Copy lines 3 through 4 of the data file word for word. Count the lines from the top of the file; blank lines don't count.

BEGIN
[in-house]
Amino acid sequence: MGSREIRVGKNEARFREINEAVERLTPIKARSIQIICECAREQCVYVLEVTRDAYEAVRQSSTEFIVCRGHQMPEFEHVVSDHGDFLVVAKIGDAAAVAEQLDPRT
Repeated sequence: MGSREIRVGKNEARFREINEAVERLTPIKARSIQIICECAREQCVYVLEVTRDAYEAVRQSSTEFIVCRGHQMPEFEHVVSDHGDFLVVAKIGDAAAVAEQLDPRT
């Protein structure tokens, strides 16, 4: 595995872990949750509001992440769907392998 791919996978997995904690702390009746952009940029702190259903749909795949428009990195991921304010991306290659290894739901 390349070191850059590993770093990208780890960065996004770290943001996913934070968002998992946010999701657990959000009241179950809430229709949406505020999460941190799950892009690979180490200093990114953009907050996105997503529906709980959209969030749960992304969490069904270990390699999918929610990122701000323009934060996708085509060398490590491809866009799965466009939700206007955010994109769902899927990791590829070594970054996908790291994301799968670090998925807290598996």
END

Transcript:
Repeated sequence: MGSREIRVGKNEARFREINEAVERLTPIKARSIQIICECAREQCVYVLEVTRDAYEAVRQSSTEFIVCRGHQMPEFEHVVSDHGDFLVVAKIGDAAAVAEQLDPRT
């Protein structure tokens, strides 16, 4: 595995872990949750509001992440769907392998 791919996978997995904690702390009746952009940029702190259903749909795949428009990195991921304010991306290659290894739901 390349070191850059590993770093990208780890960065996004770290943001996913934070968002998992946010999701657990959000009241179950809430229709949406505020999460941190799950892009690979180490200093990114953009907050996105997503529906709980959209969030749960992304969490069904270990390699999918929610990122701000323009934060996708085509060398490590491809866009799965466009939700206007955010994109769902899927990791590829070594970054996908790291994301799968670090998925807290598996």